In my previous blog post, I outlined an initial set of core points to focus on when you’re ready to take your game to the next level: branding, networking, and follow through.
Once you have these down and are ready to further refine your game, the next set of core points to focus on are: referral sources, client events, speaking engagements, and social media. Remember, 83% of clients are willing to refer a friend, family member, or colleague—yet only 29% do.
1/ The keys to excelling with referral sources is effectively communicating your brand, the value you deliver, how you stand out from your competition, and sharing your vision for growth in your business. Asking existing clients and professional referral sources for referrals who might be a fit for your practice and following up with those people is of course the most important, and last, step! Oftentimes advisors don’t realize the steps they’re missing in this process and simply hope that their current clients and professional referral sources will send them referrals. (And then they’re left scratching their heads when they don’t receive referrals out of nowhere!)
Whether you’re just starting out and have just a few ideal clients or are a seasoned professional and you have 150 ideal clients, it is critical to include all of the critical components of the conversation that will support receiving the referrals you want. For tips on a vibrant referral attraction process, read this blog.
Keep your brand in mind as you’re building relationships with other professionals who work with your ideal clients. Professional referral sources can be a wonderful way to support your practice’s growth, but you have to make sure that the referrals you’re getting (and the time you’ve invested in order to receive those referrals) are in line with your overall goals and business plan.
In my previous post, I recommended not wasting time networking in the wrong pond. The same principle applies to professional referral sources. Don’t network with people outside your ideal client profile, and don’t waste your time with professional referral sources who don’t work with your ideal clients, either. An easy way to build your professional referral network is to ask your top clients who their CPA, estate planning attorney, business broker, etc is and to start there. Since you have a client in common, they’ll be more inclined to schedule a meeting with you.
2/ The key to excelling at client events is simple: create an event that attracts people, follow up on the interest it generates, and repeat!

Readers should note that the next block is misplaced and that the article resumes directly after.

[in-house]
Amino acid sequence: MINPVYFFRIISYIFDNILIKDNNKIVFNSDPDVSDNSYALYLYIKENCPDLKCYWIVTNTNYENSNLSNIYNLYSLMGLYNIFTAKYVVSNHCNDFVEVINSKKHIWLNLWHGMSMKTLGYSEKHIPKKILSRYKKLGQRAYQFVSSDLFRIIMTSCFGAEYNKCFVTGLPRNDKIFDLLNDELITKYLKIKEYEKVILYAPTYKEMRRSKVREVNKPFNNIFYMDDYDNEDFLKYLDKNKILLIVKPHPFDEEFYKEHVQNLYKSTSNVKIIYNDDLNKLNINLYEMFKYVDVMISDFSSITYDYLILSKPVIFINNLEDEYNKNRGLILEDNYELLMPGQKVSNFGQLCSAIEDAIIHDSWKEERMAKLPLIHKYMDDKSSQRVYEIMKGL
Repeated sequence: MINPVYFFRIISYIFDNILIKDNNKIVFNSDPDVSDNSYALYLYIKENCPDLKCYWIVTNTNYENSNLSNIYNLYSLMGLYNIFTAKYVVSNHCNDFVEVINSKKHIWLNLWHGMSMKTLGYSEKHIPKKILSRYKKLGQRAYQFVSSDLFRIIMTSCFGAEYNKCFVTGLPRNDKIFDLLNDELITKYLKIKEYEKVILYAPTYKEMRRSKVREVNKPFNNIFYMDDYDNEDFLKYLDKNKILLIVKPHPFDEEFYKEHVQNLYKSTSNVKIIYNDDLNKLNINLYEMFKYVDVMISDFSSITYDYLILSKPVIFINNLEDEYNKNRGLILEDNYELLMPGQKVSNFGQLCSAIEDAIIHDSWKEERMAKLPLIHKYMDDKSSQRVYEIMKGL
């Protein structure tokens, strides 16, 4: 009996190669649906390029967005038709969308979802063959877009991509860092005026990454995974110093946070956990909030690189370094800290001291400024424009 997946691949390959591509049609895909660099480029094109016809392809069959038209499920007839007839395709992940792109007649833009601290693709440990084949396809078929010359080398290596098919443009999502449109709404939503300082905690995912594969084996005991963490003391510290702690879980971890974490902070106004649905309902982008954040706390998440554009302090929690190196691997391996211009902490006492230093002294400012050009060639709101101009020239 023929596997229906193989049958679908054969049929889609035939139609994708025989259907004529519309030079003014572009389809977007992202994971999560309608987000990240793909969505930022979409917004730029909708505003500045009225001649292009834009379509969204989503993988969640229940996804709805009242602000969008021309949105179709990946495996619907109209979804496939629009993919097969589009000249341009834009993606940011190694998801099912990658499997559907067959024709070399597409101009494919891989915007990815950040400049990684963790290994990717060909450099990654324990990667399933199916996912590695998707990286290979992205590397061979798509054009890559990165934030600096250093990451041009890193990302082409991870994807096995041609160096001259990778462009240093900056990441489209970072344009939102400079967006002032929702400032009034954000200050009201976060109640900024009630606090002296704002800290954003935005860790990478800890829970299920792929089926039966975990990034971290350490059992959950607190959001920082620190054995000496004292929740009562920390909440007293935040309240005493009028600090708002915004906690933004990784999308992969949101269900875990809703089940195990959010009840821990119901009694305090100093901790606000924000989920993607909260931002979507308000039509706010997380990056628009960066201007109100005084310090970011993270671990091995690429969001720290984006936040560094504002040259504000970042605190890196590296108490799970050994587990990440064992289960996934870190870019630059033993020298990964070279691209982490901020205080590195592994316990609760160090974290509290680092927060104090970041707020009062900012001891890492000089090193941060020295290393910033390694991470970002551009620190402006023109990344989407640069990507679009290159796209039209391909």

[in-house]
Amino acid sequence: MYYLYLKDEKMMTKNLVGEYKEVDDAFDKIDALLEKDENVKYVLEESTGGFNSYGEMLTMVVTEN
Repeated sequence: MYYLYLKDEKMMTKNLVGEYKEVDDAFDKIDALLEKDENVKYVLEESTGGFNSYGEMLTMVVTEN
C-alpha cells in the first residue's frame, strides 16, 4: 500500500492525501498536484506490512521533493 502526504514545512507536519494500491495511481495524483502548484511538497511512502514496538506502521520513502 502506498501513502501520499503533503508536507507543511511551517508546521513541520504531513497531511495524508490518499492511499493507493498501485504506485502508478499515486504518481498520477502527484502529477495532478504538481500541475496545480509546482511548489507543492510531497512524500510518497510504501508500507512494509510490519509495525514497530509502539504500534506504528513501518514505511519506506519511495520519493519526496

One of my clients has a wine tasting annually, and with a bit of creativity, she has created a fabulous annual event. Last year she dedicated certain rooms in her office to match different countries where the wine was from. She’s had wine tasting for several years now and the turnout continues to grow each year. The first year she threw it, there was a relatively low turnout, though last year she had over 60 people show up!
Even if the first event you throw doesn’t go as well as you hoped, don’t give up! It’s important to be consistent and to continue the effort to build your community. As interest grows and more people are aware of your events and you learn to communicate the event with enthusiasm, your event turnout will grow as well.
3/ The key to excelling at speaking engagementsis again, to focus your energy on the “right pond.” Look for opportunities to speak at professional associations where your ideal clients spend time and attend events.
In this day and age, webinars can be a great way to get in front of potential clients with less investment than an in-person speaking engagement. You can create your own webinar around a signature topic, or connect with a strategic partner and co-create a webinar that combines both of your expertise. Plus, partnering up with a strategic partner can help you “fill the room.” Another great opportunity these days is to be featured on a podcast with a strategic partner.
4/ The key to excelling at social mediais being extremely clear about your brand and your audience (and taking into account what they’ll be interested in), taking consistent action, and staying organized to leverage and measure your efforts against the specific goals you had set. If it’s completely out of your wheelhouse and you’d like to add it to your marketing plan, I’d recommend bringing in someone to manage it for you. (Many of my clients prefer this route to maximize their time spent on higher level activities.) You can read more on what to avoid with your social media program here.
At this point, you may be wondering what step to take next in order to take action on these items. If you have the bandwidth or you have a team that can support you, you can of course pursue all of them at once, though many advisors with their own practices simply don’t have time (or often, the interest).
Here are the different paths you can take to implement these recommendations:
- Break them up and take action over a long period of time as your schedule allows
- Once you’ve created a strategic plan (for, say, client events or social media), you could outsource implementation of certain projects to someone on your team
- Receive support, guidance, accountability, and structure from an expert business development coach like me to help you efficiently and strategically take the right action to excel at your own game.
Are you inspired by the idea of enhancing your game but overwhelmed and unsure about where to begin? I would love to speak with you about how I can help you take the next step with your business and achieve the success you truly want. Reach out to me today: email@example.com